As our good friend Albert (Einstein) used to say, “Peace is not merely the absence of war but the presence of justice, of law, of order – in short, of government.”
I came across this interesting map recently, analyzing the state of peace throughout the world. Canada ranks eight, behind Norway, New Zealand, Denmark, Ireland, Japan, Finland, and Sweden. It scores the highest in the defense of human rights within its borders and also scores points to do its involvements in peace missions throughout the world.
Here’s what it says about Canada:
Canada: 8th position
Canada is politically stable and free of civil unrest. The level of violent crime is very low and violent demonstrations are highly unlikely to occur. Respect for human rights is accorded the highest possible score in Dalton and Gibney’s index, in line with all the countries ranked above Canada in the Global Peace Index. The number of jailed population per 100,000 people is very low compared with that of neighbouring US, but higher than the Nordic countries and Japan.
Militarily, Canada has a relatively high percentage of its total forces (2.37%) involved in non-UN deployments in 2006-07. This largely reflects its presence in Afghanistan as part of NATO’s International Security Assistance Force (ISAF). Canadian troops are also involved in peacekeeping activities in the Balkans and Haiti. Military expenditure as a percentage of GDP (1.42% according to IISS) is low by the standards of NATO members, and very low compared with the US (2.45%). Canada declined to contribute military forces to the US-led attack on Iraq in March 2003 in the absence of a UN mandate, and in 2005 Canada refused to join the US in its anti-ballistic missile shield initiative.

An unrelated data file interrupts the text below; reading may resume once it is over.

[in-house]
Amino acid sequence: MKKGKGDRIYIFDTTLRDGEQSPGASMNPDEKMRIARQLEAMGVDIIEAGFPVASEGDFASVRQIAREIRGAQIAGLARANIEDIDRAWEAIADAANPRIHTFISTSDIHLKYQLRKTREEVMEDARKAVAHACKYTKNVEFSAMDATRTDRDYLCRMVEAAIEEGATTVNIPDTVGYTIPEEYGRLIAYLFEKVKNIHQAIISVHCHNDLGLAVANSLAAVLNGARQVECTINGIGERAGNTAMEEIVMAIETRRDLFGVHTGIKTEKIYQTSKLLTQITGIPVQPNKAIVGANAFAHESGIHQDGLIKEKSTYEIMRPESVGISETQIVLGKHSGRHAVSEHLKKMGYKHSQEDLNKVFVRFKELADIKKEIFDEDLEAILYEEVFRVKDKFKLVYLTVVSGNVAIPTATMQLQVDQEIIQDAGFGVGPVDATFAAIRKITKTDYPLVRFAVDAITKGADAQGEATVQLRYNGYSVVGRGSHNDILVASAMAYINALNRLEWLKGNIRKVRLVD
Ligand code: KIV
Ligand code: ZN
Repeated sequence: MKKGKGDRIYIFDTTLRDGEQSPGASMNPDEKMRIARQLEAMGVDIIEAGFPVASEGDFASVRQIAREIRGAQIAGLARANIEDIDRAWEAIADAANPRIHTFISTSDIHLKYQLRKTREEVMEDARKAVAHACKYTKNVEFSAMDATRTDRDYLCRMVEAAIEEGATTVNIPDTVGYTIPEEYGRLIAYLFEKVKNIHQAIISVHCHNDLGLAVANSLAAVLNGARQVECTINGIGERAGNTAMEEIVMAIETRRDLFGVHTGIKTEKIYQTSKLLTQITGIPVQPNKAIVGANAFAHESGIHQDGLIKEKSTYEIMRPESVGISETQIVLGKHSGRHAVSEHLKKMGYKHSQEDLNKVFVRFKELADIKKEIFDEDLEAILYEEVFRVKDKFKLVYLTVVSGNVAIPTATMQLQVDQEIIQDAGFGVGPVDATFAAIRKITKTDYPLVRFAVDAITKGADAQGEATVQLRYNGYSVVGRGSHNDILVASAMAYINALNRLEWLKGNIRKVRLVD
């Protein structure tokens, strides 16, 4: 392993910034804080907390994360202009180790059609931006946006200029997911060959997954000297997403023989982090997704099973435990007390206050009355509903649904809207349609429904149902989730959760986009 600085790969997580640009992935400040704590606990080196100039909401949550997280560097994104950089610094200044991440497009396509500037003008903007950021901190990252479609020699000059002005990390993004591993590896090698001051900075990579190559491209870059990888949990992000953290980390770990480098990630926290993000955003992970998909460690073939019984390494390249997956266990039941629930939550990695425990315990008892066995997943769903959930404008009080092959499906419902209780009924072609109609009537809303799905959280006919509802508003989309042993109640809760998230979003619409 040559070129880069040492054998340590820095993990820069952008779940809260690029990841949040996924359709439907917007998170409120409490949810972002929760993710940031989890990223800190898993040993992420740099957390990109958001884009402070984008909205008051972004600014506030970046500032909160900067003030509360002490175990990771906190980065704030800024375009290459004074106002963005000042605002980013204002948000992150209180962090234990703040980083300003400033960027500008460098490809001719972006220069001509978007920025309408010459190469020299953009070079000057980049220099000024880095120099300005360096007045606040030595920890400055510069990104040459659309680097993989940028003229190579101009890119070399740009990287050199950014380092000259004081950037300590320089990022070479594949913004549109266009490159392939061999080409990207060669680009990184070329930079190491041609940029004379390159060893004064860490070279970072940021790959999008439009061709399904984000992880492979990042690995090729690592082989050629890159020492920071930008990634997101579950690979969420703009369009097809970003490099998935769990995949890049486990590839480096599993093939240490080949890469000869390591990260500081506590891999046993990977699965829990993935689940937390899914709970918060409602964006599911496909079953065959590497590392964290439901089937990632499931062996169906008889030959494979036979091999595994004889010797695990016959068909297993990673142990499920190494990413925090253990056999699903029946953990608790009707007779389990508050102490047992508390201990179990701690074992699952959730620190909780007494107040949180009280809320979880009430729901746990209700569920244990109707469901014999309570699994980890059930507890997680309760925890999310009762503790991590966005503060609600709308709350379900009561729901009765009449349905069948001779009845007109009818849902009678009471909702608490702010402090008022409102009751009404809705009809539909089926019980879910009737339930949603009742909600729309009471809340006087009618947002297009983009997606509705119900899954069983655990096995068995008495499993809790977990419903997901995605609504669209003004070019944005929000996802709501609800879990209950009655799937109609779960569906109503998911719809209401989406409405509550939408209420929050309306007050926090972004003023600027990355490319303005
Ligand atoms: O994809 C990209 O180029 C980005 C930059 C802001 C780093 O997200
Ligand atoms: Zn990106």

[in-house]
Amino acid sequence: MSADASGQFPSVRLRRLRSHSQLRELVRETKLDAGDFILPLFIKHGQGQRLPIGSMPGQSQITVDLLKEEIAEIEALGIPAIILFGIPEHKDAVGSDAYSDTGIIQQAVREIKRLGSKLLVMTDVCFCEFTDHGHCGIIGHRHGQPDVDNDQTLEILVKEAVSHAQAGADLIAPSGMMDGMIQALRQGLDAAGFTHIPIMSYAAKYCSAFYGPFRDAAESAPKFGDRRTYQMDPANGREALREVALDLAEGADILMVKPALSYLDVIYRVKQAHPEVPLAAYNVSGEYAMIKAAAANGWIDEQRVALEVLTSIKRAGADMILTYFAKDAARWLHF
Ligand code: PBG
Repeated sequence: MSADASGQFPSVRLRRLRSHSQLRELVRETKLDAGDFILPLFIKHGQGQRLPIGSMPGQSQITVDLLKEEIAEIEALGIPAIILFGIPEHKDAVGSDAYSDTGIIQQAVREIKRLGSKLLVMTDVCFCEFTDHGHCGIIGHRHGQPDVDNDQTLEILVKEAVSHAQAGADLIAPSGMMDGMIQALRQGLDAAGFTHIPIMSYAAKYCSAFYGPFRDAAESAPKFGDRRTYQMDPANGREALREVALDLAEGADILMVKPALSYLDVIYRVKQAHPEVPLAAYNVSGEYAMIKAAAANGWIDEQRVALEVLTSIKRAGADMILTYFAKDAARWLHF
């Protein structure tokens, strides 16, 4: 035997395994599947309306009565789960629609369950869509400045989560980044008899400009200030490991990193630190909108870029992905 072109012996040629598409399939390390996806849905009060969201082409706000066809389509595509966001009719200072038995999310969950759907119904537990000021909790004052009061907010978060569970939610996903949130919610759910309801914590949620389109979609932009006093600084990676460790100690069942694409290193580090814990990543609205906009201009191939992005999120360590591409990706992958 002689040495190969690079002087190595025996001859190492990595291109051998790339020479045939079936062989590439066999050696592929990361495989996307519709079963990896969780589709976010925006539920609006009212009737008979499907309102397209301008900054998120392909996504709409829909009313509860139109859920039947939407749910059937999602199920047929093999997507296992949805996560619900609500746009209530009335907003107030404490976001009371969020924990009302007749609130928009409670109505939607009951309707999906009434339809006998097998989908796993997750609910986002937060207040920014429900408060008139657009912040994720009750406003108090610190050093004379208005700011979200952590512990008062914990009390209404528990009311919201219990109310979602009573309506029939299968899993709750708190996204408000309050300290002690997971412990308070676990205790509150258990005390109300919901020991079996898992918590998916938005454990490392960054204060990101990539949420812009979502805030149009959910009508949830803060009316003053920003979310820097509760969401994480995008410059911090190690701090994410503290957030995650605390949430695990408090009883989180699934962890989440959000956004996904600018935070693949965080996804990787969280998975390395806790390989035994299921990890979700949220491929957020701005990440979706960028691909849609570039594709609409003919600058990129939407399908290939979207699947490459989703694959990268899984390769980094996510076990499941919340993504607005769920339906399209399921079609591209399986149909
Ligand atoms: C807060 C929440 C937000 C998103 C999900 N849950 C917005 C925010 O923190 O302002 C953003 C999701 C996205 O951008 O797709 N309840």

It was interesting to see that Portugal scored better than Spain, and I was not surprised to see Brazil ranked at 83 out of the 121 countries listed.